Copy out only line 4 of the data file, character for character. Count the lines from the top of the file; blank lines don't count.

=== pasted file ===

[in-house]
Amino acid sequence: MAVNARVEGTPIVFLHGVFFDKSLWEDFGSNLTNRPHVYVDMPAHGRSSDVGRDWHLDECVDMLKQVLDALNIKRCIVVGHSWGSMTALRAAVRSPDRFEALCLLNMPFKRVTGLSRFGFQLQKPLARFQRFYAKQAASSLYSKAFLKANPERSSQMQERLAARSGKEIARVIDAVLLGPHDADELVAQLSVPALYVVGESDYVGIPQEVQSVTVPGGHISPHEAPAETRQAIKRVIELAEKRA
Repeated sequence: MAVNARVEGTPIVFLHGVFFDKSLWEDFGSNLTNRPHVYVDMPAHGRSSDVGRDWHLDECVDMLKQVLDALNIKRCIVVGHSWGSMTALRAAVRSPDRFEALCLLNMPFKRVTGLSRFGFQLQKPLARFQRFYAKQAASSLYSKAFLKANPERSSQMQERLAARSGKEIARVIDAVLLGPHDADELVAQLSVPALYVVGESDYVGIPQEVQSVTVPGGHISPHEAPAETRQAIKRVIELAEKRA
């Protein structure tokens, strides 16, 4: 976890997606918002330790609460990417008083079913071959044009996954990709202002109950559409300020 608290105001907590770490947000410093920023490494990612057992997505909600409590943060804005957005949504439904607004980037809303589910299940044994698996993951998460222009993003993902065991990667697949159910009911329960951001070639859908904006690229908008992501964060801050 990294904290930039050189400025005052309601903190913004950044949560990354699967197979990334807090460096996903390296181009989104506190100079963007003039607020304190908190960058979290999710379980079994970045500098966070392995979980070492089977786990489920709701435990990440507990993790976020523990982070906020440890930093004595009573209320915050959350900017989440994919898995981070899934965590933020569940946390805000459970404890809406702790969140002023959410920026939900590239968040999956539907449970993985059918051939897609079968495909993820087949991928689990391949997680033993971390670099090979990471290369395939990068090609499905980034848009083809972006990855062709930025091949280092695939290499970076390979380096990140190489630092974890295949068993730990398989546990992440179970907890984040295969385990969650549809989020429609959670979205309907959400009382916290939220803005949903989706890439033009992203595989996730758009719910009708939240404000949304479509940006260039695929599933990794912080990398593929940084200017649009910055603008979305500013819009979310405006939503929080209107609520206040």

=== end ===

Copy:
């Protein structure tokens, strides 16, 4: 976890997606918002330790609460990417008083079913071959044009996954990709202002109950559409300020 608290105001907590770490947000410093920023490494990612057992997505909600409590943060804005957005949504439904607004980037809303589910299940044994698996993951998460222009993003993902065991990667697949159910009911329960951001070639859908904006690229908008992501964060801050 990294904290930039050189400025005052309601903190913004950044949560990354699967197979990334807090460096996903390296181009989104506190100079963007003039607020304190908190960058979290999710379980079994970045500098966070392995979980070492089977786990489920709701435990990440507990993790976020523990982070906020440890930093004595009573209320915050959350900017989440994919898995981070899934965590933020569940946390805000459970404890809406702790969140002023959410920026939900590239968040999956539907449970993985059918051939897609079968495909993820087949991928689990391949997680033993971390670099090979990471290369395939990068090609499905980034848009083809972006990855062709930025091949280092695939290499970076390979380096990140190489630092974890295949068993730990398989546990992440179970907890984040295969385990969650549809989020429609959670979205309907959400009382916290939220803005949903989706890439033009992203595989996730758009719910009708939240404000949304479509940006260039695929599933990794912080990398593929940084200017649009910055603008979305500013819009979310405006939503929080209107609520206040």